Sharing the Good Faith

Originally published in LOBBY No. 5 "Faith", Fall 2016


A lot has been said lately about the sharing economy and the impact that it is having in the development of the cities that we are inhabiting.  In an opinion piece in The Independent last May, Associate Editor Hamish McRae claimed that something big is going on when the world’s largest taxi firm (uber) owns no taxis, and the world’s largest provider of accommodations (airbnb) owns no properties.  I agree with his assessment.  Something big is going on, indeed.  That something, however, is affecting much more than just the economy, it is changing the very notions of space and our relationship to it that have been dogmatic for centuries.  We are witnessing the birth of an architecture where public and private spaces are no longer living side-by side as they did in the past; nor are they sharing a blurred boundary, as they had been doing more recently.  The economic benefit brought by the elimination of the boundaries has outweighed the costs imposed by the revered architectural canon of the private-public dichotomy.  Welcome to the age of the architecture of good faith.


The architecture of good faith is what happens when people open the doors of their house to complete strangers to share their home for two days after meeting on airbnb.  It can be seen in the boom of shareable workspaces from companies like wework.  It is also palpable in realms that are not normally considered within the architectural discourse, but that are nonetheless spatial enclosures, like when the intimate space of a private car is opened to a stranger who needs a ride through uber.  The architecture of good faith is not a style, although it could eventually shape new forms of spaces that we haven’t conceived yet.  The architecture of good faith is a way of inhabiting intimate spaces in close proximity to a stranger without feeling exposed or threatened.  


The dogma that ruled the architectural discourse before this new age had been simple: spaces have an inherent degree of privacy.  It was one of the few precepts of architecture that everyone knew, even those with no education in the field.  I remember my grandmother when I was little, before going into the home of one of her friends, warning me not to go into the bedroom, open the closet doors or the dresser drawers.  Those spaces were not for me to be looking into, they were private.  I also remember that the rules that applied when I visited my Grandmother’s friend’s house were not applicable when I visited my Aunt’s house.  There, I could even crawl under the bed!  As I grew older, I understood that the degree of access that I received to the spaces was directly proportional to the proximity and trust that I had with the owner of the space.  The more elements that united us –the more they knew me—the less of a threat I became, and I could dive deeper into their space.  This was the architecture of common faith.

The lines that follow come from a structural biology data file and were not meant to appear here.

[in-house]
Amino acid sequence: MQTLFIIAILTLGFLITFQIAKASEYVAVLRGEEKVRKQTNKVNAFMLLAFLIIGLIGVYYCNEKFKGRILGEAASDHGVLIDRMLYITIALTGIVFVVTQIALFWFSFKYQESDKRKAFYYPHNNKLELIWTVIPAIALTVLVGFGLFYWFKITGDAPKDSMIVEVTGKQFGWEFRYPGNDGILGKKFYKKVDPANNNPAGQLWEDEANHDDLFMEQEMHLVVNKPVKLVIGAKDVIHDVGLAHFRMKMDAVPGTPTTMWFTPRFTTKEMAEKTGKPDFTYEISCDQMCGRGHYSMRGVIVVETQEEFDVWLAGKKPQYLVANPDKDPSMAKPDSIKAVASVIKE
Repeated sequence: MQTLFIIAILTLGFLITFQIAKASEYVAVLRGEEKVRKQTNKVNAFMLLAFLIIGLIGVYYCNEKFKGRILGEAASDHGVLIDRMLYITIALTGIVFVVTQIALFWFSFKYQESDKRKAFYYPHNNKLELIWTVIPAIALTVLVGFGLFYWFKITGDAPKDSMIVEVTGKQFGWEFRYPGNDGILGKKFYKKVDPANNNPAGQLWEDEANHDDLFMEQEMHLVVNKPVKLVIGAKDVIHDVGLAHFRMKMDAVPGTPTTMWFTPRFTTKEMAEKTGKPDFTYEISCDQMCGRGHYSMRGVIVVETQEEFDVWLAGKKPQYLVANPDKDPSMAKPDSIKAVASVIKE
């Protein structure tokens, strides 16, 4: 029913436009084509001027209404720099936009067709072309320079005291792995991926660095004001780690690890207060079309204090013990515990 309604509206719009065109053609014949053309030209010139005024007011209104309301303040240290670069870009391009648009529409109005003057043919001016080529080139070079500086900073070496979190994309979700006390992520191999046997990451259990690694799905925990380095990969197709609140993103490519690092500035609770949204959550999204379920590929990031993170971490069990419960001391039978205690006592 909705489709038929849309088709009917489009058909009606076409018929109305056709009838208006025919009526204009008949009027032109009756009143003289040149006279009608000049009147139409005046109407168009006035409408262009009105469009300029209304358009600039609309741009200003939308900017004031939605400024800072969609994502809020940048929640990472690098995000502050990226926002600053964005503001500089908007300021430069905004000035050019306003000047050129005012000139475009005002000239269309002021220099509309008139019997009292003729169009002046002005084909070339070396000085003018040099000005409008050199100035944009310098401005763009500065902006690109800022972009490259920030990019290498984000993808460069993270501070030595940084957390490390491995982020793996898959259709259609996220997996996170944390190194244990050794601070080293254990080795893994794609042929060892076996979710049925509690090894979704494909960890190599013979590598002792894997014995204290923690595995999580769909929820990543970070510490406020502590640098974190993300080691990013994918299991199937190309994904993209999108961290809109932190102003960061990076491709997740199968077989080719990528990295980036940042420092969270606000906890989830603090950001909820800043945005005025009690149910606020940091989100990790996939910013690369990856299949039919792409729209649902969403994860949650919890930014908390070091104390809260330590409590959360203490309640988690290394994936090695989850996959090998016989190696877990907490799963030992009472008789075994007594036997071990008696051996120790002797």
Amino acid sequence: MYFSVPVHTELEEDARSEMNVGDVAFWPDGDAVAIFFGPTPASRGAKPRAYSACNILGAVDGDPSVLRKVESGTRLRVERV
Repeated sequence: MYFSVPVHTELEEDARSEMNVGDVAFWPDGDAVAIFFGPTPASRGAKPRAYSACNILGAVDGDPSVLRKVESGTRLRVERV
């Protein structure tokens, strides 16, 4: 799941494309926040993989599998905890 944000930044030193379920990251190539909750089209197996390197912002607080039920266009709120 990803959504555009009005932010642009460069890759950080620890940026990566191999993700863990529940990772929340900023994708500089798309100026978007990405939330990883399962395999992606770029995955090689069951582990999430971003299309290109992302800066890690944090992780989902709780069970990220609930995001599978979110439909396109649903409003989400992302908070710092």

What catalyzed the beginning of the age of the architecture of good faith?  I see it tied to the surge of the sharing economy.  In a recent lecture at the Storefront for Art and Architecture in New York City, Craig Nevill-Manning, Engineering Director at Google, suggested that the sharing movement started with the inception of eBay in 1995.  He argued that eBay challenged people to trust that a stranger from the other side of the world would mail them merchandise after they paid for it online.  The system, in order to be successful, demanded lots of good faith from both the customers and the sellers.  Looking back, we can see that the strategy was successful, the majority of the merchandise was delivered, and the candle of good faith was lit in the minds of consumers worldwide.


Given the fact that we now know how much to our favor good faith is working in entrepreneurial terms, I suggest we write the dogmas that will guide the development of this new age of architecture.  Can you imagine how much space we can afford to not build if we start thinking about our houses as spaces that can have a different purpose when they are empty while we go to work?  I know, it sounds silly that an architect would argue in favor of not building, but think about it for a second!  Could the staff of a daycare center come to my house and use the building as a place to take care of children while I am away working?  Could we turn office buildings that are empty at night into libraries where low-income kids could access computers?  Could we turn the empty pews in every cathedral into beds for the homeless at night?  Can we turn an empty football field into a vast picnic area?


The architecture of good faith will maximize the use of space, resources, and materials, especially in very dense urban centers where undeveloped land might be preserved as parkland.  One point for the environment!  The architecture of good faith will foster social connections between strangers who find themselves sharing spaces.  One point for humanity!  The architecture of good faith will kindle the imagination of architects to produce versatile spaces with more than one user in mind.  One point for architecture!


Environment.  Humanity.  Architecture.  Are you ready to join the cult?